Workers want more help to plan for their retirement

Jul 26 2006 by Nic Paton Print This Article

More than half of British workers believe having a company pension scheme is the best way to save for retirement, but just four out of 10 feel their employer is doing enough to help them prepare financially for life after work.

A study by HR consultancy Mercer has also found that a third of workers with defined contribution pension schemes believe they will have to rely on the proceeds from selling their house as a large part of their retirement income.

Yet, while a minority of people will be able to move to a smaller property and use the extra capital to buy a substantial annuity, selling a home to fund retirement will not be a viable solution for most, Mercer has warned. The average UK house now costs 173,000, which would buy an annuity worth about 6,700 a year after tax, it calculated.

But with average annual rental costs at 6,800, many people could find themselves in a "negative net retirement income" situation, warned Mercer.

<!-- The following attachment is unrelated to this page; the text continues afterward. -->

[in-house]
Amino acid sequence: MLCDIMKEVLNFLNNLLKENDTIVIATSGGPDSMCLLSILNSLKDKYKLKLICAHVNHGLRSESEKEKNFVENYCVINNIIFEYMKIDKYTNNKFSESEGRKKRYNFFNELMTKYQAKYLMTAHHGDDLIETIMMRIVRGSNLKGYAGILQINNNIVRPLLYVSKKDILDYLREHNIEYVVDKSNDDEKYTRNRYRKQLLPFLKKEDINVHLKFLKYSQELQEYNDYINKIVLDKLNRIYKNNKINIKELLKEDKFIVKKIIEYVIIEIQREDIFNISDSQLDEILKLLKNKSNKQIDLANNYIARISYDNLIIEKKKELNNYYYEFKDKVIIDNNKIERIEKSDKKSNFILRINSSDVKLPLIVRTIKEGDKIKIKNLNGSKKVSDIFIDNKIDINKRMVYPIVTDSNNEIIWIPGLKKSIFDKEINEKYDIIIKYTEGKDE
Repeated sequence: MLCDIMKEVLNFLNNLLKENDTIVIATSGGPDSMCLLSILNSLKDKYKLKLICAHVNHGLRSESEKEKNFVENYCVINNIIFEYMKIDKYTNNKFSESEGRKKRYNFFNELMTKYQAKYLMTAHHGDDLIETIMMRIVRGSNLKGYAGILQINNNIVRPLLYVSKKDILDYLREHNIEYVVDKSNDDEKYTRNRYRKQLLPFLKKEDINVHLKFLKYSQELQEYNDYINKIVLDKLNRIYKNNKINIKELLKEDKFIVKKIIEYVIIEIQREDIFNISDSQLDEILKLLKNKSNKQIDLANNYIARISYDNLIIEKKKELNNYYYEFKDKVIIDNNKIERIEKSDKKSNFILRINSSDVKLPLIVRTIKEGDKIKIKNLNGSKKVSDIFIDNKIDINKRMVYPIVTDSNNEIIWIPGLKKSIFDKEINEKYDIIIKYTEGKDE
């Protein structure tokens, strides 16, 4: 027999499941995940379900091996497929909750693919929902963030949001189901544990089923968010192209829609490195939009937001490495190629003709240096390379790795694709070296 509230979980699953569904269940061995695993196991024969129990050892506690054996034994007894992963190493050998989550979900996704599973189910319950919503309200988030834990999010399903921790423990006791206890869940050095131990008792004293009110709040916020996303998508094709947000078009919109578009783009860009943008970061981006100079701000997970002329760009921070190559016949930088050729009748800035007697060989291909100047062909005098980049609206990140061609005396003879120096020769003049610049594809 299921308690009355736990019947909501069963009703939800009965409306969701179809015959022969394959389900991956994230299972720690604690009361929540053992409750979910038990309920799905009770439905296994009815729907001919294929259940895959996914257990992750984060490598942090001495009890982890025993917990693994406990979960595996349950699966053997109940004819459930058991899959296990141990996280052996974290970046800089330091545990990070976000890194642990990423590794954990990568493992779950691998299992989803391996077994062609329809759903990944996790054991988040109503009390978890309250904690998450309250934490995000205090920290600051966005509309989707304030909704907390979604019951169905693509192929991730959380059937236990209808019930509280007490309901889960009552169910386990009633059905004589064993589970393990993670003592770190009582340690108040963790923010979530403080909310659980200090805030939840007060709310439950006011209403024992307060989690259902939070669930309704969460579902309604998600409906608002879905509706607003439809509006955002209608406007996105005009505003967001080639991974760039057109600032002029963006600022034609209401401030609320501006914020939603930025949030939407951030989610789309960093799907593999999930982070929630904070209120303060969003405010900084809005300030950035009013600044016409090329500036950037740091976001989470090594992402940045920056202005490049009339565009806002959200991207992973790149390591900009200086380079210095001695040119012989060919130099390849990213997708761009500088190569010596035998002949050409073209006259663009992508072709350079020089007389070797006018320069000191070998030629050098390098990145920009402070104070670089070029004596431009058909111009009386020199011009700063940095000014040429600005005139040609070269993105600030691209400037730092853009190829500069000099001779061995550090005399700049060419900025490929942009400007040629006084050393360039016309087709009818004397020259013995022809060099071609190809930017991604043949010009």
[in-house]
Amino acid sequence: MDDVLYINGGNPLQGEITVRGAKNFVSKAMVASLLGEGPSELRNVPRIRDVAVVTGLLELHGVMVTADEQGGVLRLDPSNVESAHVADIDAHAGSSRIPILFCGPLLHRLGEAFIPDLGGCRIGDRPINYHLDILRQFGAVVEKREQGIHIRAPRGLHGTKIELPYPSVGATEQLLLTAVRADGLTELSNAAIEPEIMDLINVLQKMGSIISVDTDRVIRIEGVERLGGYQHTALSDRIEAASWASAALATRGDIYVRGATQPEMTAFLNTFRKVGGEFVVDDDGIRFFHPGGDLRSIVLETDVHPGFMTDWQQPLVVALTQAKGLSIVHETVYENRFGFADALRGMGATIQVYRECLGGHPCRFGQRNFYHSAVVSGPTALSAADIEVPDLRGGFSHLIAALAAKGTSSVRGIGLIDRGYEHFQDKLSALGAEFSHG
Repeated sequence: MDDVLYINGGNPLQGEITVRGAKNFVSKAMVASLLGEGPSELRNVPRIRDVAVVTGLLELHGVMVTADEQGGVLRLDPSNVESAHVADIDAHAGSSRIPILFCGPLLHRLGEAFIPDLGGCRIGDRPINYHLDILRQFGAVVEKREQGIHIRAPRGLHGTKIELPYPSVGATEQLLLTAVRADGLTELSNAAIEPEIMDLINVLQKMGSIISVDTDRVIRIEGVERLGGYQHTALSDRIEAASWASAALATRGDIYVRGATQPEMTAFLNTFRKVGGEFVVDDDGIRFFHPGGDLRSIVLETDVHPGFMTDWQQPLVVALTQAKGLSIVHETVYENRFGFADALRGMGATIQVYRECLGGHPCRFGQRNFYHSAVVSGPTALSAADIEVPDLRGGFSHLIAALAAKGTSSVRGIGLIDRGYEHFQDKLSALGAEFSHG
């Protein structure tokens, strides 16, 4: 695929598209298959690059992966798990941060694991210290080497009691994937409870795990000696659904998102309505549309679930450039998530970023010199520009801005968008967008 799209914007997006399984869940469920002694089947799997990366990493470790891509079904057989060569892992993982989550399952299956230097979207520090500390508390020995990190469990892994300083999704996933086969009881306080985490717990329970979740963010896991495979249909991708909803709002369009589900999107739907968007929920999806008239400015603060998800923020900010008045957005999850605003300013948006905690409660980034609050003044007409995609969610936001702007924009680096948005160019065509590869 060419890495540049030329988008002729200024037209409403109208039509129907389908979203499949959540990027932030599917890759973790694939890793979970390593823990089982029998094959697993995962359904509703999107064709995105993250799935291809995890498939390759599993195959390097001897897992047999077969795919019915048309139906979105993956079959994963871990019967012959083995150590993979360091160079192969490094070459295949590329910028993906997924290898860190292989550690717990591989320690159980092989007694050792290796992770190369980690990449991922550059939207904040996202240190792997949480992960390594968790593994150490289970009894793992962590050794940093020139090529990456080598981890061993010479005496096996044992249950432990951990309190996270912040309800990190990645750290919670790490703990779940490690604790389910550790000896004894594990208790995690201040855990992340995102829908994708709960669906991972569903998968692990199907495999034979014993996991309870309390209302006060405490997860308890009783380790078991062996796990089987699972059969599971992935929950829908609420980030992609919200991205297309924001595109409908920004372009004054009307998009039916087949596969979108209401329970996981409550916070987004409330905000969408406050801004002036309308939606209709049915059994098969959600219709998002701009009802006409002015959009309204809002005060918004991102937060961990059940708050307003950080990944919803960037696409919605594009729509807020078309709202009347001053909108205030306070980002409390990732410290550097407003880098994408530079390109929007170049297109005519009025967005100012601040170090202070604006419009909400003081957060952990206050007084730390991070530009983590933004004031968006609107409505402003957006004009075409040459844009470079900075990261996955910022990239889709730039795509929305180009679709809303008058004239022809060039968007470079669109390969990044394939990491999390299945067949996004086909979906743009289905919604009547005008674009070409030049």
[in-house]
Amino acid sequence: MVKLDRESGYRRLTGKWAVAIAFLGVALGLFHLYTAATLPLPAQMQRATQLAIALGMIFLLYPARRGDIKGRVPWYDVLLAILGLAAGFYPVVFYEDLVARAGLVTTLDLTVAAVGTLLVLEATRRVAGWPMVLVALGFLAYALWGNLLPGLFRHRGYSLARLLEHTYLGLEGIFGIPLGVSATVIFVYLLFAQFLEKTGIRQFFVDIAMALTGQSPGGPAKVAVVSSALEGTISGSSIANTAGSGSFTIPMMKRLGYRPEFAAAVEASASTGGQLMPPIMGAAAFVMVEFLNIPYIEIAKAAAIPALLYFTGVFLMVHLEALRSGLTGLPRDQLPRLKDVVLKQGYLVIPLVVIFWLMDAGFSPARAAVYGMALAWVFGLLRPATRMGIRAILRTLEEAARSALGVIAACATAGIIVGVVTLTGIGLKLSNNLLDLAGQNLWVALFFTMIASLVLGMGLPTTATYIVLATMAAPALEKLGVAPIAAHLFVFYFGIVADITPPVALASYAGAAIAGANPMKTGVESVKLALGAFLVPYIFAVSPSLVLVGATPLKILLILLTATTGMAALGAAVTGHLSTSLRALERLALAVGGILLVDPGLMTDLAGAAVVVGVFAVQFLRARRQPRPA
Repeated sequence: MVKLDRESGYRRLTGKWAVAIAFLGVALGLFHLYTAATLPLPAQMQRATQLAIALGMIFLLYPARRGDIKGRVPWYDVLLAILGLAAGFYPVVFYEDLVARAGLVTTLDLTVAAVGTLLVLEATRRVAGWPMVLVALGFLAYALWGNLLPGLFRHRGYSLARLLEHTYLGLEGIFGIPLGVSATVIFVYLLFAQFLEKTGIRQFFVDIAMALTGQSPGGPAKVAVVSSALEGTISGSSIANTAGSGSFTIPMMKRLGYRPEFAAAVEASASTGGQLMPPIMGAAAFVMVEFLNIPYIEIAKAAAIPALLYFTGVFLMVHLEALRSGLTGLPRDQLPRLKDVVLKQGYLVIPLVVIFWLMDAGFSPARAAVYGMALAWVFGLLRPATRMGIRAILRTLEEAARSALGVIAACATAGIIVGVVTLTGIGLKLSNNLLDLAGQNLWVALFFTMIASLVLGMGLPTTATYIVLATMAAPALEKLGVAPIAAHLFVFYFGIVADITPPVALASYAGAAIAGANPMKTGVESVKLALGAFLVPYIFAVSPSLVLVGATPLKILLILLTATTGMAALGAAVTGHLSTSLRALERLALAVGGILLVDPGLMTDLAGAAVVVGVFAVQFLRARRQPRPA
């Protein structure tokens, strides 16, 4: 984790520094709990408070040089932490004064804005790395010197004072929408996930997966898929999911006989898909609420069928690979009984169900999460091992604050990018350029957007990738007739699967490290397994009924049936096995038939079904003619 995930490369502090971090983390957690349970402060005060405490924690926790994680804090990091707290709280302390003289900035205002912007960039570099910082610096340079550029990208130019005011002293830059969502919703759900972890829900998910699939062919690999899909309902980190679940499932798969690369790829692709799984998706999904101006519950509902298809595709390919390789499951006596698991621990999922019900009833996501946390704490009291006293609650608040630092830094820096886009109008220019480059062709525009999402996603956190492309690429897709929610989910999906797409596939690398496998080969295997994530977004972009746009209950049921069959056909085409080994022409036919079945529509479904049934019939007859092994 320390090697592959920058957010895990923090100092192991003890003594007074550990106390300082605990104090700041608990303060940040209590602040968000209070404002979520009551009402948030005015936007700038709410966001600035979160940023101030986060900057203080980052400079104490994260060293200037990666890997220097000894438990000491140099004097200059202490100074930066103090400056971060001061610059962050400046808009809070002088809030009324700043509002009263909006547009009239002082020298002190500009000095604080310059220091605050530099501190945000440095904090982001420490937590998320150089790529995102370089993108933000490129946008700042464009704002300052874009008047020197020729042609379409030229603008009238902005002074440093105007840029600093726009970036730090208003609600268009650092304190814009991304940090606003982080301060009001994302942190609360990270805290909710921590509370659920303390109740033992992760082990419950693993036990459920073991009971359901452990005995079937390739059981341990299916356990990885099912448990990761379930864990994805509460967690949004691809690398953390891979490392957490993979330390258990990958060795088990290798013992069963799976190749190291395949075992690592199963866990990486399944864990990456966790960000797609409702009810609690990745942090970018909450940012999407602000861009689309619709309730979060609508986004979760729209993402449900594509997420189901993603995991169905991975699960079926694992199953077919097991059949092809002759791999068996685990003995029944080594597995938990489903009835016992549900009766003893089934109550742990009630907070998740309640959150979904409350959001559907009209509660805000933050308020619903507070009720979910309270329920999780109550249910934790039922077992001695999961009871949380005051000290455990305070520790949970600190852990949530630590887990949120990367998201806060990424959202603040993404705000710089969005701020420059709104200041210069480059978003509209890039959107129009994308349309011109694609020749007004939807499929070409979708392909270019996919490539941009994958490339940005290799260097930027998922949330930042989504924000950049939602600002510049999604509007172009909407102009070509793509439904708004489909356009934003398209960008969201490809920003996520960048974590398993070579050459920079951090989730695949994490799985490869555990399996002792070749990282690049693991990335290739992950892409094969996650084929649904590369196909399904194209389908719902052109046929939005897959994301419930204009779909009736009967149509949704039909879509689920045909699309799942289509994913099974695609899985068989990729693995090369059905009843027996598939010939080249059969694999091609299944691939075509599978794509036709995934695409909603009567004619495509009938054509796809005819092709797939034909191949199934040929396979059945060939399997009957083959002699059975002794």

The same analysis showed that someone choosing to downsize from an average semi-detached home to an average terraced house would be able to buy an annuity of just 1,100 a year after tax.

Dr Deborah Cooper at Mercer said that, for most employees, contributing to a company-sponsored pension scheme was probably still the most efficient way to save for retirement. But she added: "Companies are well placed to help employees understand how much they need to save for retirement, and how to maximise their savings.

"A lot of people tend to doze off when the subject turns to pensions, but they could have a rude awakening when they reach retirement."

She also warned: "If people fail to save enough now and rely on selling their homes to provide an income, they could be in for a nasty shock at retirement."